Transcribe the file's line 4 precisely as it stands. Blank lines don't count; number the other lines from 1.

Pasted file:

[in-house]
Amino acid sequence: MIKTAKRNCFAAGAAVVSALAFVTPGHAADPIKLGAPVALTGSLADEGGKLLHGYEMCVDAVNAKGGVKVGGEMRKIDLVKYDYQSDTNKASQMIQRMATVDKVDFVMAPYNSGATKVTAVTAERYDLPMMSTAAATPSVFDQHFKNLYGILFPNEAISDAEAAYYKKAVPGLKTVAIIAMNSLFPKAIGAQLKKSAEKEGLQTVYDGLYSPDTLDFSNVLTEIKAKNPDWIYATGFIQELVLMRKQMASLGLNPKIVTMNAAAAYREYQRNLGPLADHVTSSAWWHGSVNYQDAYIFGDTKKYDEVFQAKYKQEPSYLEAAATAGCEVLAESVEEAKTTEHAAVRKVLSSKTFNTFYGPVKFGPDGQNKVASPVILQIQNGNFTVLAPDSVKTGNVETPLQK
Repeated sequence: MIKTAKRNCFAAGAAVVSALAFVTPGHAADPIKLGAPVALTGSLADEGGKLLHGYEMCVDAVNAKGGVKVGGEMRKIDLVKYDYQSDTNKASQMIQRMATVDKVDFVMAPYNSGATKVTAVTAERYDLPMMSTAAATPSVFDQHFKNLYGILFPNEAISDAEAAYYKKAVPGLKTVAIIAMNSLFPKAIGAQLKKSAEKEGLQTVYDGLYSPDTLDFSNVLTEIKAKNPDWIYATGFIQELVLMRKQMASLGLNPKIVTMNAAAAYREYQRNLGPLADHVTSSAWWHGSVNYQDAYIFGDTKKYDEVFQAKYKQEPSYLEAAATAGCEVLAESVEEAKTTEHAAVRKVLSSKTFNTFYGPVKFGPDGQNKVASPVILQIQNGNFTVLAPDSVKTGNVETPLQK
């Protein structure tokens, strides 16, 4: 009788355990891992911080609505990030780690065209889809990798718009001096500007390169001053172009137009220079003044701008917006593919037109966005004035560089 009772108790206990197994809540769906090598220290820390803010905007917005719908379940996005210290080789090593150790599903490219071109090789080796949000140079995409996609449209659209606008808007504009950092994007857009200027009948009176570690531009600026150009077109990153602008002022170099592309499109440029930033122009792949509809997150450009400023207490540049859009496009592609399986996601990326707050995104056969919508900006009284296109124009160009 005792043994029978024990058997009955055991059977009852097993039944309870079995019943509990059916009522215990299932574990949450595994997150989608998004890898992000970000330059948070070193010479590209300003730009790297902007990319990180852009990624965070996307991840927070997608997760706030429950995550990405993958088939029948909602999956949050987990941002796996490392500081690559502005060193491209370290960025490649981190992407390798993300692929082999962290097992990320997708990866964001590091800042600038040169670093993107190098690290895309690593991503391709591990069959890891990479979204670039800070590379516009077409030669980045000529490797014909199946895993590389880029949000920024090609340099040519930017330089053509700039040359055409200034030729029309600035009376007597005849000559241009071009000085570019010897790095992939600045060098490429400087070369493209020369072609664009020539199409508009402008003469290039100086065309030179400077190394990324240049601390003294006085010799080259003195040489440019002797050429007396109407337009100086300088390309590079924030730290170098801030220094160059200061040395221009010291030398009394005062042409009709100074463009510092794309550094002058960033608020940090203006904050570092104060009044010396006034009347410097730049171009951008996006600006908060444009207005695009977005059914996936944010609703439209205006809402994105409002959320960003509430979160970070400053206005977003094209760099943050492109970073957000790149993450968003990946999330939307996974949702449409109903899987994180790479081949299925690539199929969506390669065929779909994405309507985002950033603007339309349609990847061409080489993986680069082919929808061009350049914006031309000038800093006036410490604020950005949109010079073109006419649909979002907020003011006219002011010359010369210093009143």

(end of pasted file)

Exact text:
């Protein structure tokens, strides 16, 4: 009788355990891992911080609505990030780690065209889809990798718009001096500007390169001053172009137009220079003044701008917006593919037109966005004035560089 009772108790206990197994809540769906090598220290820390803010905007917005719908379940996005210290080789090593150790599903490219071109090789080796949000140079995409996609449209659209606008808007504009950092994007857009200027009948009176570690531009600026150009077109990153602008002022170099592309499109440029930033122009792949509809997150450009400023207490540049859009496009592609399986996601990326707050995104056969919508900006009284296109124009160009 005792043994029978024990058997009955055991059977009852097993039944309870079995019943509990059916009522215990299932574990949450595994997150989608998004890898992000970000330059948070070193010479590209300003730009790297902007990319990180852009990624965070996307991840927070997608997760706030429950995550990405993958088939029948909602999956949050987990941002796996490392500081690559502005060193491209370290960025490649981190992407390798993300692929082999962290097992990320997708990866964001590091800042600038040169670093993107190098690290895309690593991503391709591990069959890891990479979204670039800070590379516009077409030669980045000529490797014909199946895993590389880029949000920024090609340099040519930017330089053509700039040359055409200034030729029309600035009376007597005849000559241009071009000085570019010897790095992939600045060098490429400087070369493209020369072609664009020539199409508009402008003469290039100086065309030179400077190394990324240049601390003294006085010799080259003195040489440019002797050429007396109407337009100086300088390309590079924030730290170098801030220094160059200061040395221009010291030398009394005062042409009709100074463009510092794309550094002058960033608020940090203006904050570092104060009044010396006034009347410097730049171009951008996006600006908060444009207005695009977005059914996936944010609703439209205006809402994105409002959320960003509430979160970070400053206005977003094209760099943050492109970073957000790149993450968003990946999330939307996974949702449409109903899987994180790479081949299925690539199929969506390669065929779909994405309507985002950033603007339309349609990847061409080489993986680069082919929808061009350049914006031309000038800093006036410490604020950005949109010079073109006419649909979002907020003011006219002011010359010369210093009143």